Death investigations

FAI court process begins for man who died in custody at HMP Low Moss

The Crown Office and Procurator Fiscal Service (COPFS) has lodged a First Notice to begin the court process for a Fatal Accident Inquiry into the death of 77-year-old William Tucker.

Mr Tucker died within HMP Low Moss in East Dunbartonshire on the afternoon of 5 October 2022. Mr Tucker had been receiving palliative care prior to his death.

The inquiry is a mandatory inquiry under Section 2(4)(a) of the Inquiries into Fatal Accidents and Sudden Deaths etc. (Scotland) Act 2016.  

A Preliminary Hearing will be held on 11 March 2024 at Glasgow Sheriff Court.

The purpose of a Fatal Accident Inquiry (FAI) includes determining the cause of death; the circumstances in which the deaths occurred, and to establish what, if any, reasonable precautions could have been taken, and could be implemented in the future, to minimise the risk of future deaths in similar circumstances.  

Unlike criminal proceedings, FAIs are inquisitorial in nature, and are used to establish facts rather than to apportion blame.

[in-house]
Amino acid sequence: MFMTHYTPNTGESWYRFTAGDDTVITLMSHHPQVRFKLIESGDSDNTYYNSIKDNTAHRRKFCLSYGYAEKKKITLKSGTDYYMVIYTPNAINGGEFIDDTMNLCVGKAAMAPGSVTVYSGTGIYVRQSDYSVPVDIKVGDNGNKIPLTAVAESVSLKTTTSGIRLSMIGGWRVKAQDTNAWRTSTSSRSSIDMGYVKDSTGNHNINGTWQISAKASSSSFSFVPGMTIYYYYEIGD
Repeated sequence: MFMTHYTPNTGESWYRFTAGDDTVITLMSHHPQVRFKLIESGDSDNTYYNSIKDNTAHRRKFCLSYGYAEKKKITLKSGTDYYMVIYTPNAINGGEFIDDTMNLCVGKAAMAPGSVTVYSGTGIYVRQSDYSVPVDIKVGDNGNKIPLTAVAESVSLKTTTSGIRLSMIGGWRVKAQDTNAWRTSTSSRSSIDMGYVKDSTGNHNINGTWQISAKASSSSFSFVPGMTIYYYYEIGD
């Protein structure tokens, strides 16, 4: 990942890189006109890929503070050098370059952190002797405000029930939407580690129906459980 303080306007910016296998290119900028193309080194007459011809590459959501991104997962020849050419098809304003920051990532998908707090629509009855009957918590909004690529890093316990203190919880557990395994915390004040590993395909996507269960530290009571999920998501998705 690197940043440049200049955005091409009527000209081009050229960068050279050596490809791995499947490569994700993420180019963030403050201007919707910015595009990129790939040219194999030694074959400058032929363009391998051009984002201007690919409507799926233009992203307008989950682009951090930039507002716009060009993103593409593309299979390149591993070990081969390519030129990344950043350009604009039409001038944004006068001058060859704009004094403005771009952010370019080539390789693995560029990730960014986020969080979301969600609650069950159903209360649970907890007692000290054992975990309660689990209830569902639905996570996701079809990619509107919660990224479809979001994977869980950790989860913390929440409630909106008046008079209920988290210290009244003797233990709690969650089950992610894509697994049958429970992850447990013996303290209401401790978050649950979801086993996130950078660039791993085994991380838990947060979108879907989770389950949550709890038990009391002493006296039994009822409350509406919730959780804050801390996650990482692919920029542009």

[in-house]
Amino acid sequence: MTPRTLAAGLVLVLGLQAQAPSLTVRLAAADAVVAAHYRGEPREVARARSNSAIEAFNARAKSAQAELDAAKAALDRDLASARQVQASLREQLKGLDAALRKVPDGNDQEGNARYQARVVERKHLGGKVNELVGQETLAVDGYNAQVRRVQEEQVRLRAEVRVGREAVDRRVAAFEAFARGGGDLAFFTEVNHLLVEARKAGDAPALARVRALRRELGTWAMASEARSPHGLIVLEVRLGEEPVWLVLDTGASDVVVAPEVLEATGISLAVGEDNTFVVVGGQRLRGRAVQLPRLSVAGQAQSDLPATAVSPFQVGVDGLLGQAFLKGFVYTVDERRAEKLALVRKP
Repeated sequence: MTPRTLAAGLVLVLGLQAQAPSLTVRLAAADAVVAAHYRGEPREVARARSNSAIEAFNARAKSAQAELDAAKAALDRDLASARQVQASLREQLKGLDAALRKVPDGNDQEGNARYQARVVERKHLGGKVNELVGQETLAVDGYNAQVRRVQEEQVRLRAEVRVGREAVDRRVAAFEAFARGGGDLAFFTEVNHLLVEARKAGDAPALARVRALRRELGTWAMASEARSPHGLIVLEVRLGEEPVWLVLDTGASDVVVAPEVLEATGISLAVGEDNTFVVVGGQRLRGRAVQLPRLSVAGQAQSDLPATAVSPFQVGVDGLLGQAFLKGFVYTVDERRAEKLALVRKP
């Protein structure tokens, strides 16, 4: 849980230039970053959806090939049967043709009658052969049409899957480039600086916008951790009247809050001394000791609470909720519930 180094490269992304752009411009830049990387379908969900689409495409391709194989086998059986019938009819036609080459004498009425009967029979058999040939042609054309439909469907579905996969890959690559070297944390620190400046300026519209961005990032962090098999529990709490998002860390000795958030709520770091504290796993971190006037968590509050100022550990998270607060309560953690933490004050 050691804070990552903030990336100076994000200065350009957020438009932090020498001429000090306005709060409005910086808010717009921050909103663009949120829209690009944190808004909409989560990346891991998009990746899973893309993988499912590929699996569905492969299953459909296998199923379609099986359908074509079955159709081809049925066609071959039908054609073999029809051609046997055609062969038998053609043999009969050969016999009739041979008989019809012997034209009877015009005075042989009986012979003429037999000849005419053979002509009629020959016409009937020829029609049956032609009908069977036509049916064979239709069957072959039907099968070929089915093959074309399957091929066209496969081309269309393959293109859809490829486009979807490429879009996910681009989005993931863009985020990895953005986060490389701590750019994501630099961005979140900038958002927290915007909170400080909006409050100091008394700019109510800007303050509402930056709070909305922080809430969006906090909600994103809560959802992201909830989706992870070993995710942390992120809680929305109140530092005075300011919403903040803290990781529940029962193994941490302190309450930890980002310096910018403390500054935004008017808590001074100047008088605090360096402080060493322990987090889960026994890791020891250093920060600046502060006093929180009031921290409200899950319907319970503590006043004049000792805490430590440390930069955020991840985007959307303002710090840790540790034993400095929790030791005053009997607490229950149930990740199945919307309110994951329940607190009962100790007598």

Procurator Fiscal Andy Shanks, who leads on fatalities investigations for COPFS, said:  

“The death of William Tucker occurred while in legal custody and as such a Fatal Accident Inquiry is mandatory.  

“The lodging of the First Notice enables FAI proceedings to commence under the direction of the Sheriff.”

Further information

COPFS has established a team of specialist prosecutors dedicated to investigating deaths in legal custody.

The creation of the Custody Deaths Unit (CDU) was announced by the Lord Advocate in her evidence to the Justice Committee in late 2021. 

CDU was setup as part of a number of reforms designed to reduce the time it takes to investigate deaths, improve the quality of such investigations, and improve communication with bereaved families. 

 For more information on Fatal Accident Inquiries see the Crown’s guide